Kiefer Sutherland adopts that pinch-nosed expression (as seen in hit series 24) to play a Secret Service agent in The Sentinel where he's pitted against a pucker-mouthed Michael Douglas as the mentor he suspects of treason. Clark Johnson directs at a breakneck pace, but despite all the running, jumping, sliding up against walls with guns cocked, and portentous taking off and putting on of sunglasses, the story is as compelling as watching the ink dry on a superfluous UN treaty.
Forget Douglas, it’s screenwriter George Nolfi (Ocean's Twelve) who’s committed the real crime in forgetting to make us care about the characters. The problems of Agent Garrison (Douglas) rapidly snowball from indiscretions with the First Lady (Kim Basinger), to the murder of his friend (a director cameo) to being framed in a plot to assassinate the president. But as he boldly throws himself in the line of fire - endeavouring to clear his name - the most pressing issue remains: how does he keep from mussing up that barnet?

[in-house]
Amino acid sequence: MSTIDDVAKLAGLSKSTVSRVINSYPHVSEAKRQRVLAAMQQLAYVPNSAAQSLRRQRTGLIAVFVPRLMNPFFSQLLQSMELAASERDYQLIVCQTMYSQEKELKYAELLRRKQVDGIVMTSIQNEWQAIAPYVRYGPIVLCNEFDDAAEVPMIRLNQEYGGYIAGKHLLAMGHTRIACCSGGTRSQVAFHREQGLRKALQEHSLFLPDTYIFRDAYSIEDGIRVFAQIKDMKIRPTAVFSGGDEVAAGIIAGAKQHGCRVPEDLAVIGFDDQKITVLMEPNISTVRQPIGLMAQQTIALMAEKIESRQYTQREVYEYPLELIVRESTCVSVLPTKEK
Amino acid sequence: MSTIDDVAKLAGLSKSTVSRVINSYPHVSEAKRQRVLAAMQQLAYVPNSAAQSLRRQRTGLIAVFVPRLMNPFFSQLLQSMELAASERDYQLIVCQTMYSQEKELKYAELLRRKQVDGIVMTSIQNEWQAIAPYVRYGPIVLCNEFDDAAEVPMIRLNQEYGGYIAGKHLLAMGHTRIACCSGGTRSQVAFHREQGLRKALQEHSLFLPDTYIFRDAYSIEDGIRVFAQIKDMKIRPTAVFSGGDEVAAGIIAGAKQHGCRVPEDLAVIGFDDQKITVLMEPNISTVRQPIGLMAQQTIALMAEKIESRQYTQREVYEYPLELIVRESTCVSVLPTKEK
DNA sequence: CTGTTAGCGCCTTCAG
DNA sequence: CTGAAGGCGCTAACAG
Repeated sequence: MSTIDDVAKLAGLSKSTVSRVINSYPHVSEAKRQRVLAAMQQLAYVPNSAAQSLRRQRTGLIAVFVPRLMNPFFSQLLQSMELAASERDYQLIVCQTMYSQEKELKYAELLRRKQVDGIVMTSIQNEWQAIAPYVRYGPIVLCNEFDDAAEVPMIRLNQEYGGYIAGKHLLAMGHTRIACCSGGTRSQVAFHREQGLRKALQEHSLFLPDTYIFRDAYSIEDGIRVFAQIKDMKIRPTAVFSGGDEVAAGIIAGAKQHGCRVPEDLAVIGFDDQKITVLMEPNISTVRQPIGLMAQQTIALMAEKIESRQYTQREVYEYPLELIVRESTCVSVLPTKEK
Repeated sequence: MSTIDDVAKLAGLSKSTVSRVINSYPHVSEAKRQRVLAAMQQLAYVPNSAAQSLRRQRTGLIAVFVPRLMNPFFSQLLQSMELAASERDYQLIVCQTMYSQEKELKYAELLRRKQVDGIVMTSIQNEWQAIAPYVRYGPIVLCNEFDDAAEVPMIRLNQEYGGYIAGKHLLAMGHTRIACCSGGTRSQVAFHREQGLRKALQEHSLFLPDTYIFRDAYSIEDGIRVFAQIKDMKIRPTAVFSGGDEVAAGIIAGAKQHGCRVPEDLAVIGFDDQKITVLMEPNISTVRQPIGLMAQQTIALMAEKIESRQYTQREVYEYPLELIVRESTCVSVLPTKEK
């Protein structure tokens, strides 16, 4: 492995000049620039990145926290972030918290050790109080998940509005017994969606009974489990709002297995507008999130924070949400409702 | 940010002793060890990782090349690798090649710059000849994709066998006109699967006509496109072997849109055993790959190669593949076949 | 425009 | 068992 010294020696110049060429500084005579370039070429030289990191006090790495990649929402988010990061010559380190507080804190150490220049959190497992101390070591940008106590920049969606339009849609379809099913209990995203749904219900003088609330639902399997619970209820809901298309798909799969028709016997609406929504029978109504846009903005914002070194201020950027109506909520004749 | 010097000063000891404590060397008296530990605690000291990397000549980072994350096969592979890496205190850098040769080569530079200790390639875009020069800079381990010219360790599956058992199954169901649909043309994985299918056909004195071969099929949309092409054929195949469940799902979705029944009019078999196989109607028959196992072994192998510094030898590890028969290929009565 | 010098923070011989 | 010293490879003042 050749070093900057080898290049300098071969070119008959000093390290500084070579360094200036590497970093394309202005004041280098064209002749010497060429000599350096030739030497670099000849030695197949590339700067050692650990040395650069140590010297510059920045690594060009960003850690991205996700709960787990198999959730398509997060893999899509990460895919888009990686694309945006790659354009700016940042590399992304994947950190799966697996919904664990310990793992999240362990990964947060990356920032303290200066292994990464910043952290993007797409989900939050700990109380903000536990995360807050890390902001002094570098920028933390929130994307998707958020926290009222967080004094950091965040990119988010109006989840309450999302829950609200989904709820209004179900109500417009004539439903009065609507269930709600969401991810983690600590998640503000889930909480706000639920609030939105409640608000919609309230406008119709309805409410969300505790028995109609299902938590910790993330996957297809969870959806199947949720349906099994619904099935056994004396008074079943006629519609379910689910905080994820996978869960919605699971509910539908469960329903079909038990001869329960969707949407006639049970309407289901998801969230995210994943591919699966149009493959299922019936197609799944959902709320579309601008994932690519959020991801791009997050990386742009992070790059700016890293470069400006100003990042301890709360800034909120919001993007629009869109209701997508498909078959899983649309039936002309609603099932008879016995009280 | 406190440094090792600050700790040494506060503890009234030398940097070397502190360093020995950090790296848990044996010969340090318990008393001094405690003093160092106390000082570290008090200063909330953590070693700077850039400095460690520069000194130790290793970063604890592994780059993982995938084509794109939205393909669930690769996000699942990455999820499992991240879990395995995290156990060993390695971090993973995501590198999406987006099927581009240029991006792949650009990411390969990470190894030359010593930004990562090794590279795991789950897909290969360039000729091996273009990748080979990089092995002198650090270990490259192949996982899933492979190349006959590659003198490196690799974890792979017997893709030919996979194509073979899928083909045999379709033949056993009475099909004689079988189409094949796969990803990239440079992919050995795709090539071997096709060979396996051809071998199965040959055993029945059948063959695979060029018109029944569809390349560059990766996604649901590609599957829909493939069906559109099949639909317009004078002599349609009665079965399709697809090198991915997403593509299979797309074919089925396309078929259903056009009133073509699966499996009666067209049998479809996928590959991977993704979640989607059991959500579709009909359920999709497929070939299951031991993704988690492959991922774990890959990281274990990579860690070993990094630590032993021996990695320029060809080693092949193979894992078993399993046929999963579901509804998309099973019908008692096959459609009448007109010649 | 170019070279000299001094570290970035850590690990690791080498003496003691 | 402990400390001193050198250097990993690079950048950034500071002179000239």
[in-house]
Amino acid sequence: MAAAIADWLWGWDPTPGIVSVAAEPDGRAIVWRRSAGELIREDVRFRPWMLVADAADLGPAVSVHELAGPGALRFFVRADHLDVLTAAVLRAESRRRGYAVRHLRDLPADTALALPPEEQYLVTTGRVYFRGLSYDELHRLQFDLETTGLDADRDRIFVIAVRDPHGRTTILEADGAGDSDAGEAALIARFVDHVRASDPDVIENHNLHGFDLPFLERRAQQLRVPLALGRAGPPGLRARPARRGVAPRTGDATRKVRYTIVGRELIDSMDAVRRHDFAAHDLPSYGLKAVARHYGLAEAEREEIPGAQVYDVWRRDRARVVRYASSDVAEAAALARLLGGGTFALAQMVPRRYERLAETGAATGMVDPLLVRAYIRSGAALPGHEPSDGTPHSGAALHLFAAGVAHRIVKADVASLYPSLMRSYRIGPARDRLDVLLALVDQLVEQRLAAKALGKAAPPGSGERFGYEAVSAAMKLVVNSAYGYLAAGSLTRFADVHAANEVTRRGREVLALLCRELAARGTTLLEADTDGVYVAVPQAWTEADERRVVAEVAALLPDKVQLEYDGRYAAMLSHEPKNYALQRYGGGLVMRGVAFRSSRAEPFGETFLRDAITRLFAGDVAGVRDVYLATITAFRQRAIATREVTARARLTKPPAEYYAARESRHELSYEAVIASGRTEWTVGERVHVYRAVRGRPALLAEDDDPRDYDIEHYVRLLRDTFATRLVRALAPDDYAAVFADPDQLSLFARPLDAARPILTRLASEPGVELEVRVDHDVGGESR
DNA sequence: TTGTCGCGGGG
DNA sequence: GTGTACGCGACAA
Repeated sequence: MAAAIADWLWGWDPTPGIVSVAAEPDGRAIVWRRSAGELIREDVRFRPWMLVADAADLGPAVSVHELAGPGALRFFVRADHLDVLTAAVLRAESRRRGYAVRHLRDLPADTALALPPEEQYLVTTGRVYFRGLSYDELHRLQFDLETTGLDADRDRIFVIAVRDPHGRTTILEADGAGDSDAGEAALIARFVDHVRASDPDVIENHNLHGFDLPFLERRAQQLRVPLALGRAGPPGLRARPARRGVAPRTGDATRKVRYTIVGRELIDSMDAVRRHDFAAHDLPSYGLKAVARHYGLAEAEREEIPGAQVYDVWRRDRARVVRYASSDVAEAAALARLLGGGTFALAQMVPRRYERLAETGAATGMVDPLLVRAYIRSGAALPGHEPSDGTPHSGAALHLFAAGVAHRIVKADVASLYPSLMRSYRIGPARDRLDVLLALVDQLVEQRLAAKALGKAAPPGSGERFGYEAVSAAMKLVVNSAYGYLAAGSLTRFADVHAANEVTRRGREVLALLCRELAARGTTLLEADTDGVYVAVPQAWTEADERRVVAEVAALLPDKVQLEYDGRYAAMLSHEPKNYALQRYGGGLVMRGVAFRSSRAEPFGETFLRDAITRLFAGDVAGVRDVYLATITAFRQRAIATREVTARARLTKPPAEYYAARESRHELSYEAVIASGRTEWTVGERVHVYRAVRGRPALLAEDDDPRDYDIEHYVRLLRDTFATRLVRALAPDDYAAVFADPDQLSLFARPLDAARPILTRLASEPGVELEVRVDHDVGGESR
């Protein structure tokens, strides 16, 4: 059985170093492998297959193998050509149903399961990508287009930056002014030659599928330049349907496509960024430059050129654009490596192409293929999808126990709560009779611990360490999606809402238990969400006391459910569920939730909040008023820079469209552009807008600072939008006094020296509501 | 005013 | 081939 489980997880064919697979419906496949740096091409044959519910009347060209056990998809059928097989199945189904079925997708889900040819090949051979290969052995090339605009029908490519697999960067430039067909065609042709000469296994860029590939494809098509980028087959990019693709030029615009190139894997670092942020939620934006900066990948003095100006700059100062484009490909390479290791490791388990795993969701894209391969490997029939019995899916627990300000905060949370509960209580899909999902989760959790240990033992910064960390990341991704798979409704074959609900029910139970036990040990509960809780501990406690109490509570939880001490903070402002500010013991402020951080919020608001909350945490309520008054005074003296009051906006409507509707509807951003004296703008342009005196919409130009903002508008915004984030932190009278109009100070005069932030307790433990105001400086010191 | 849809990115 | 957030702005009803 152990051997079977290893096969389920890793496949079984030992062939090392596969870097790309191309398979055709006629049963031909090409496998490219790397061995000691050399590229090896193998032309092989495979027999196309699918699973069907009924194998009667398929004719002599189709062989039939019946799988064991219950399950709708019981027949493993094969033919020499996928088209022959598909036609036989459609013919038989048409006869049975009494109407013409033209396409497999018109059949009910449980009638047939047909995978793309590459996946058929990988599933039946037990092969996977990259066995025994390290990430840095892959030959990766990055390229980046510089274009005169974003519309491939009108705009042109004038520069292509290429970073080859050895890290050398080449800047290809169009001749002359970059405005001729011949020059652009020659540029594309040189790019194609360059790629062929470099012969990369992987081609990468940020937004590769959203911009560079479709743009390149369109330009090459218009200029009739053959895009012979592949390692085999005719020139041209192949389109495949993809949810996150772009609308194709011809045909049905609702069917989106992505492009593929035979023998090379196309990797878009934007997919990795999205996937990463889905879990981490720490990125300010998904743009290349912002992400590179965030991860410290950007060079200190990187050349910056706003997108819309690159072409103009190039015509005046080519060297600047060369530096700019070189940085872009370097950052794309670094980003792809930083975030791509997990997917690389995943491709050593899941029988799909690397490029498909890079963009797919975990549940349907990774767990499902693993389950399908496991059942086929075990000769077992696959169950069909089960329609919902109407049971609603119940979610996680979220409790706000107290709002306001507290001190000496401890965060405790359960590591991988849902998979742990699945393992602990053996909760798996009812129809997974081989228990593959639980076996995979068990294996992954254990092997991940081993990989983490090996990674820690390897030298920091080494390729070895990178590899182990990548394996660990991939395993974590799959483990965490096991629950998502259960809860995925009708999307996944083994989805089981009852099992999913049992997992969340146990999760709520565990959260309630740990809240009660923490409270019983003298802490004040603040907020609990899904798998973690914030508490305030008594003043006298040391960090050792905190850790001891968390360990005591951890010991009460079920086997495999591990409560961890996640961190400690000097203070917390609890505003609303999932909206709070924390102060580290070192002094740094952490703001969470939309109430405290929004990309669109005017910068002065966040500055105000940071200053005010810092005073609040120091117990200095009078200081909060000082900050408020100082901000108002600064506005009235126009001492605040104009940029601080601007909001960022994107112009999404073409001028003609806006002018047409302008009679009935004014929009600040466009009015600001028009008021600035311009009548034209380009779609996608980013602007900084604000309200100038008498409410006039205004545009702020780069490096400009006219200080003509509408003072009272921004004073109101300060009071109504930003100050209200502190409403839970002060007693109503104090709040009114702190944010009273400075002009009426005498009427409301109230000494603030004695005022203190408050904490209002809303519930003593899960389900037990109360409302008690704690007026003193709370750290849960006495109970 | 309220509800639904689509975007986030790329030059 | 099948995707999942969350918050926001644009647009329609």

When Breckenridge finally confronts Garrison it's a dead moment because none of the relationships have been fleshed out. Instead the dynamics are explained in supposed-to-be shocking twists, the least astounding of which is the unmasking of the real traitor. Garrison’s affair with the president’s wife does little to show a sympathetic side to the character and the same goes for his teacher-student relationship with Eva Longoria. (She’s just window dressing.) The relentless car chases, gun fights and explosions only amplify the tedium as every potential for genuine threat is neutralised.